A great disc to showcase the midrange strengths of the Victorys is Nancy Bryant's 45-RPM double
album [Neon Angel, Acoustic Sounds APO 2013]; this extremely clean LP set is recorded with super dynamics and a voice that, though well-encoded in the grooves, will give many systems fits, as they try to reproduce Bryant's sudden shifts in timbre and intensity. The Victorys, however, follow every convolution of her singing as if on rails, and their transparency and purity allow you to hear deep into the (already low) noise floor of the vinyl pressing.

A test that I use often to get mid-to-low-bass balance issues resolved is the first movement of Solti's Mahler Symphony No. 5 on London (2-LP set CSA 2228); the bass drum on this record is recorded with a somewhat heavy, boomy sound. With the Victorys, I first got almost no impact from it. But once I found the correct positioning, the balance of the entire system snapped into focus, and that drum acquired the proper weight and power, along with some of the best definition and control I have heard from this disc. It was so much better than I was used to that I was tempted to think the Victory were perhaps a little over-damped, but as I switched amplifiers and preamps and played a bit with cables, I came to realize that I had been listening for years to bass systems that were sloppier and not doing the record full justice.

So I waded through CDs and LPs that featured revealing and difficult bass information. Reference Recordings RR-70 CD includes a performance of Stravinsky's Firebird Suite that features a superbly recorded hard-hit bass drum that can actually damage speakers if it is played past the limits of the driver or amplifier in the system. Through the Victorys, I could hear the initial transient crash, and then the explosive wave that follows, and finally the clean decay of the drum's vibrations in the hall, all encompassed in one sonic envelope, with minimal smearing and exceptional clarity.

The relative excellence of the Victory's bass prowess is matched by its agility and dynamic capabilities. Listen to the massive crescendos on a recording such as Elgar's Coronation Ode (EMI ASD 3345). These speakers can start and stop on a dime, and despite their not having as great a mid-bass authority of, say, the Alón Exotica, the overall precision and articulation of bass dynamics, as well as their ability to finely delineate dynamic nuance across the whole frequency spectrum, particularly at the micro end of the scale, make the Victorys terrifically satisfying performers. Listening at low levels late at night to material such as Lieder and softly sung choral works showcases the their ability to delineate the tiny transitions within songs, down to the breathing patterns of singer. I am not a detail freak, but I have to confess that it becomes addictive to hear such buried detail emerge in the correct sonic balance with the rest of the music.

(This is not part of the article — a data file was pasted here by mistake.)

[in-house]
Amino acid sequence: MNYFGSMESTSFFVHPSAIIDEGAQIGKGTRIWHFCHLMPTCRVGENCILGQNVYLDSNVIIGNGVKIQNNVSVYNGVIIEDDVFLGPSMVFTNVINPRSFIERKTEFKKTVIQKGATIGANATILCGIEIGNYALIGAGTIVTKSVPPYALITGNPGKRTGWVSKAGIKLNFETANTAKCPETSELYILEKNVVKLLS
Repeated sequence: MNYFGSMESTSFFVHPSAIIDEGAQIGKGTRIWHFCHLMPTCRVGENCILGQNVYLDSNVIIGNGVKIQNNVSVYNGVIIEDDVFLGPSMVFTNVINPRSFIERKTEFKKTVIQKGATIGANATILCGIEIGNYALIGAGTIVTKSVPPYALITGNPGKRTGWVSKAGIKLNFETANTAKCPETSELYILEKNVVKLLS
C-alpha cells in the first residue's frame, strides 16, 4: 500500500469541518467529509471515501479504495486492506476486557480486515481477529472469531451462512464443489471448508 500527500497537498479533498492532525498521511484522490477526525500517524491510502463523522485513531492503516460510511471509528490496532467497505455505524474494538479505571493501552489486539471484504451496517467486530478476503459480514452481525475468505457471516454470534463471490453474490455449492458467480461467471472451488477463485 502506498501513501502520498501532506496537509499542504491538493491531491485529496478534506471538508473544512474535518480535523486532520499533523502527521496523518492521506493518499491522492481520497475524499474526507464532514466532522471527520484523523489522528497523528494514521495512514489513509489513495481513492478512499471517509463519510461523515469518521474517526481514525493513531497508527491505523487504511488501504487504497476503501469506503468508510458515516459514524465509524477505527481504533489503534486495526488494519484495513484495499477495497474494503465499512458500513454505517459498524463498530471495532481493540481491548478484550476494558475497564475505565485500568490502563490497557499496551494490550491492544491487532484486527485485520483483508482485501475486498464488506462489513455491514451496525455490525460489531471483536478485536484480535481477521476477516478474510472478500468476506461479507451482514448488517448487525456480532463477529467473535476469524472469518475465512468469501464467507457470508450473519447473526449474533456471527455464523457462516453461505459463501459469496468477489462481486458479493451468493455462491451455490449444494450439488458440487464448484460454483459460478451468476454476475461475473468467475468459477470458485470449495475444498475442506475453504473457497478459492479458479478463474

It is in the highs that most people will find either bliss or dissatisfaction with these speakers. Those who long for great extension and superior rendition of overtones and instrumental air will be delighted; those who like a slightly more subdued, soft, and warm sound up there may be less enchanted. Do not misunderstand me: There is nothing grainy, spitty, or etched about the Victory's tweeter performance; it simply is better than most of the competition and so revealing that any deficiency in either equipment or software will be made immediately and unpleasantly apparent, to a degree that some may find unsettling. This does not bother me, and I am willing to jockey the speaker around the listening room and try different combinations of electronics in order to get the balance of the system in the zone that I find natural and correct.

Which brings up the second part of this review: the Victory speakers are extremely revealing of source, almost more so, in some ways, that the Alón Exoticas that I wrote up last month. This is a good thing for me as a reviewer, because I can more easily discern subtle differences among ancillary components. But some listeners who have heard these speakers with me want a little more accessible, warmer balance to the sound.

And here Blume's 300B parallel SET integrated amplifier comes into play. I used the Victorys with a variety of amplifiers, both solid-state and tube, and the one that sounded by far the most well-rounded and capable with these speakers was the Coincident SIP 300B, a $2,995, tube-rectified, 18 watts per channel parallel SET honey that is sold factory-direct (unlike the speakers, which move through a conventional dealer network), and that seems to have been tailor-made for this speaker. Blume readily admits that the amplifier was designed using his own speakers as a reference.